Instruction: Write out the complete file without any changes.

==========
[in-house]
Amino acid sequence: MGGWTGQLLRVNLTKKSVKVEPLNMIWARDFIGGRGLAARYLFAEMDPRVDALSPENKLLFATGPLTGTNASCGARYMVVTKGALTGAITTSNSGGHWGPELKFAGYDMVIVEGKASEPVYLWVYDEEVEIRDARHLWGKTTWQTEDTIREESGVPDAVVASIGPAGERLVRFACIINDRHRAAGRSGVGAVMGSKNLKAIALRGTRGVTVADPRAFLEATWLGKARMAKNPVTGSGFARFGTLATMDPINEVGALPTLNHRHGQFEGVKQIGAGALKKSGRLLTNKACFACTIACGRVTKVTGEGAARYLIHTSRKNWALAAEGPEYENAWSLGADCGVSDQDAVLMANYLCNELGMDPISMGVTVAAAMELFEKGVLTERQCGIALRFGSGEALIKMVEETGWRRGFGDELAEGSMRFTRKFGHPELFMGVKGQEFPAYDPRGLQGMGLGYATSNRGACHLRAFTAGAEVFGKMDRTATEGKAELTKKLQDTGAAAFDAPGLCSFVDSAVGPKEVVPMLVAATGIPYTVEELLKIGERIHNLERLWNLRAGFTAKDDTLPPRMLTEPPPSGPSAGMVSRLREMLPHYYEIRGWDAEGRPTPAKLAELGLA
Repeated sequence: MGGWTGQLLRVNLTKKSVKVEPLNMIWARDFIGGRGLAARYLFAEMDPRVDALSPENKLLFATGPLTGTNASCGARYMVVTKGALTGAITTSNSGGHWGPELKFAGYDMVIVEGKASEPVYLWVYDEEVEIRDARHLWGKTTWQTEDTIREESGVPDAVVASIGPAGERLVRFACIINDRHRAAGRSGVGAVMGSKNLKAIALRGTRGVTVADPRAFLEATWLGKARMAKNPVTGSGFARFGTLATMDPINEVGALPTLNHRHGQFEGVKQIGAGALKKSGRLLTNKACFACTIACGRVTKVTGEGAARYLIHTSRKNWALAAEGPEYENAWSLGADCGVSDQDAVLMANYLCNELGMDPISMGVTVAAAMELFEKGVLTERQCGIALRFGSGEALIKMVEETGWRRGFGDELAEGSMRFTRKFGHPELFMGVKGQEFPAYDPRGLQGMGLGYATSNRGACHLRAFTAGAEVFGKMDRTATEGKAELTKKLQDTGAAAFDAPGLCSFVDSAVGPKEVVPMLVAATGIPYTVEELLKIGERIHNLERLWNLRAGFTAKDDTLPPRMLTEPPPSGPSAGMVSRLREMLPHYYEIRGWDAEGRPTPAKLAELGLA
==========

[in-house]
Amino acid sequence: MGGWTGQLLRVNLTKKSVKVEPLNMIWARDFIGGRGLAARYLFAEMDPRVDALSPENKLLFATGPLTGTNASCGARYMVVTKGALTGAITTSNSGGHWGPELKFAGYDMVIVEGKASEPVYLWVYDEEVEIRDARHLWGKTTWQTEDTIREESGVPDAVVASIGPAGERLVRFACIINDRHRAAGRSGVGAVMGSKNLKAIALRGTRGVTVADPRAFLEATWLGKARMAKNPVTGSGFARFGTLATMDPINEVGALPTLNHRHGQFEGVKQIGAGALKKSGRLLTNKACFACTIACGRVTKVTGEGAARYLIHTSRKNWALAAEGPEYENAWSLGADCGVSDQDAVLMANYLCNELGMDPISMGVTVAAAMELFEKGVLTERQCGIALRFGSGEALIKMVEETGWRRGFGDELAEGSMRFTRKFGHPELFMGVKGQEFPAYDPRGLQGMGLGYATSNRGACHLRAFTAGAEVFGKMDRTATEGKAELTKKLQDTGAAAFDAPGLCSFVDSAVGPKEVVPMLVAATGIPYTVEELLKIGERIHNLERLWNLRAGFTAKDDTLPPRMLTEPPPSGPSAGMVSRLREMLPHYYEIRGWDAEGRPTPAKLAELGLA
Repeated sequence: MGGWTGQLLRVNLTKKSVKVEPLNMIWARDFIGGRGLAARYLFAEMDPRVDALSPENKLLFATGPLTGTNASCGARYMVVTKGALTGAITTSNSGGHWGPELKFAGYDMVIVEGKASEPVYLWVYDEEVEIRDARHLWGKTTWQTEDTIREESGVPDAVVASIGPAGERLVRFACIINDRHRAAGRSGVGAVMGSKNLKAIALRGTRGVTVADPRAFLEATWLGKARMAKNPVTGSGFARFGTLATMDPINEVGALPTLNHRHGQFEGVKQIGAGALKKSGRLLTNKACFACTIACGRVTKVTGEGAARYLIHTSRKNWALAAEGPEYENAWSLGADCGVSDQDAVLMANYLCNELGMDPISMGVTVAAAMELFEKGVLTERQCGIALRFGSGEALIKMVEETGWRRGFGDELAEGSMRFTRKFGHPELFMGVKGQEFPAYDPRGLQGMGLGYATSNRGACHLRAFTAGAEVFGKMDRTATEGKAELTKKLQDTGAAAFDAPGLCSFVDSAVGPKEVVPMLVAATGIPYTVEELLKIGERIHNLERLWNLRAGFTAKDDTLPPRMLTEPPPSGPSAGMVSRLREMLPHYYEIRGWDAEGRPTPAKLAELGLA